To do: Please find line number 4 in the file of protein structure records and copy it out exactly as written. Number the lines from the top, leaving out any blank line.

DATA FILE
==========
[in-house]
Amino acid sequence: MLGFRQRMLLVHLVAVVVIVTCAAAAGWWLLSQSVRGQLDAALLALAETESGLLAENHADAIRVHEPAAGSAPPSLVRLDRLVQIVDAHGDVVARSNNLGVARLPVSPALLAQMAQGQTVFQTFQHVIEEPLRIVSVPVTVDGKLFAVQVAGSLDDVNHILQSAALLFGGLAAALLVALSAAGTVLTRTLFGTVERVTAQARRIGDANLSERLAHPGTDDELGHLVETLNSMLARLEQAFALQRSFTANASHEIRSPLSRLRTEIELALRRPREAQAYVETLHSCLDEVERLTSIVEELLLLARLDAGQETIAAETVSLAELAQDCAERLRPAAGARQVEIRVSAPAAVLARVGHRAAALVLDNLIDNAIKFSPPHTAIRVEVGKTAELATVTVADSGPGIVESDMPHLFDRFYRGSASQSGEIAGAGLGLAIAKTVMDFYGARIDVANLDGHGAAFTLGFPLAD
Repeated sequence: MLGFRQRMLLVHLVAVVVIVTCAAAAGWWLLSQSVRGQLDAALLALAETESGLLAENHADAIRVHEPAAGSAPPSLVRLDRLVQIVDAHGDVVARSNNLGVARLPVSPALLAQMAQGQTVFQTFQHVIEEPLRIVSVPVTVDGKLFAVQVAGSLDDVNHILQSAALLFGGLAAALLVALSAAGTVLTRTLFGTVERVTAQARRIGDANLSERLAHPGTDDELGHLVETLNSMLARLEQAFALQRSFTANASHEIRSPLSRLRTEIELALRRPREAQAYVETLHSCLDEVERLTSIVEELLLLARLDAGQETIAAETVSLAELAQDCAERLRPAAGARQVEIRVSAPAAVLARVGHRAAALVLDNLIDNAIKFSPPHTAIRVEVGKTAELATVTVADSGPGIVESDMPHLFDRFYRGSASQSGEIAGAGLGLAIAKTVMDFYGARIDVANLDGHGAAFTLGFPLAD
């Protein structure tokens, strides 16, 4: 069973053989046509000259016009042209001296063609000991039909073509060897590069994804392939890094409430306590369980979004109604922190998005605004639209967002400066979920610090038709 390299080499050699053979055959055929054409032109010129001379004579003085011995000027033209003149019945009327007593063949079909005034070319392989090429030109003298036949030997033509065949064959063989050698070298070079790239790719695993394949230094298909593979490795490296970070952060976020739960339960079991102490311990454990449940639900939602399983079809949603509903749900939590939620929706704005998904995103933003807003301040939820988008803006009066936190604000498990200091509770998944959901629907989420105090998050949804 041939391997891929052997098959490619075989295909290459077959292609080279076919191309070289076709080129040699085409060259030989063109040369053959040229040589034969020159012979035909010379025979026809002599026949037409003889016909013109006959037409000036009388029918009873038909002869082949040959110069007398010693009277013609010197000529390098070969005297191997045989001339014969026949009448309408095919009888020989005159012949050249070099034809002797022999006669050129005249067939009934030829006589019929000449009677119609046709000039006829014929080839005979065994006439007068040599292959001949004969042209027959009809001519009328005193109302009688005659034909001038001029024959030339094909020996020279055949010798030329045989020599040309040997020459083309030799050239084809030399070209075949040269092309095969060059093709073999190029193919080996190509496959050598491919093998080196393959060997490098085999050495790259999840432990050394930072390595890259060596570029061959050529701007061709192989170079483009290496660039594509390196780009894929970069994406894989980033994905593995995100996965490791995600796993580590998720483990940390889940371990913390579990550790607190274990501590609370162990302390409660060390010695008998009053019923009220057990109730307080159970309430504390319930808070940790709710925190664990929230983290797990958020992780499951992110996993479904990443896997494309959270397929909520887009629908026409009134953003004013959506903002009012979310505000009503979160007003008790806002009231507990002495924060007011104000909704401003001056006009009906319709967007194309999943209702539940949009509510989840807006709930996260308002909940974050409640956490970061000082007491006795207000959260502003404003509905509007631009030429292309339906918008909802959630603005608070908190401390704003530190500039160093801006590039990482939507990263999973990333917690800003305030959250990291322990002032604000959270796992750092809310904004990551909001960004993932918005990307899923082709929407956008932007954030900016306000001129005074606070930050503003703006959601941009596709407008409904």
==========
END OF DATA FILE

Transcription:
């Protein structure tokens, strides 16, 4: 069973053989046509000259016009042209001296063609000991039909073509060897590069994804392939890094409430306590369980979004109604922190998005605004639209967002400066979920610090038709 390299080499050699053979055959055929054409032109010129001379004579003085011995000027033209003149019945009327007593063949079909005034070319392989090429030109003298036949030997033509065949064959063989050698070298070079790239790719695993394949230094298909593979490795490296970070952060976020739960339960079991102490311990454990449940639900939602399983079809949603509903749900939590939620929706704005998904995103933003807003301040939820988008803006009066936190604000498990200091509770998944959901629907989420105090998050949804 041939391997891929052997098959490619075989295909290459077959292609080279076919191309070289076709080129040699085409060259030989063109040369053959040229040589034969020159012979035909010379025979026809002599026949037409003889016909013109006959037409000036009388029918009873038909002869082949040959110069007398010693009277013609010197000529390098070969005297191997045989001339014969026949009448309408095919009888020989005159012949050249070099034809002797022999006669050129005249067939009934030829006589019929000449009677119609046709000039006829014929080839005979065994006439007068040599292959001949004969042209027959009809001519009328005193109302009688005659034909001038001029024959030339094909020996020279055949010798030329045989020599040309040997020459083309030799050239084809030399070209075949040269092309095969060059093709073999190029193919080996190509496959050598491919093998080196393959060997490098085999050495790259999840432990050394930072390595890259060596570029061959050529701007061709192989170079483009290496660039594509390196780009894929970069994406894989980033994905593995995100996965490791995600796993580590998720483990940390889940371990913390579990550790607190274990501590609370162990302390409660060390010695008998009053019923009220057990109730307080159970309430504390319930808070940790709710925190664990929230983290797990958020992780499951992110996993479904990443896997494309959270397929909520887009629908026409009134953003004013959506903002009012979310505000009503979160007003008790806002009231507990002495924060007011104000909704401003001056006009009906319709967007194309999943209702539940949009509510989840807006709930996260308002909940974050409640956490970061000082007491006795207000959260502003404003509905509007631009030429292309339906918008909802959630603005608070908190401390704003530190500039160093801006590039990482939507990263999973990333917690800003305030959250990291322990002032604000959270796992750092809310904004990551909001960004993932918005990307899923082709929407956008932007954030900016306000001129005074606070930050503003703006959601941009596709407008409904």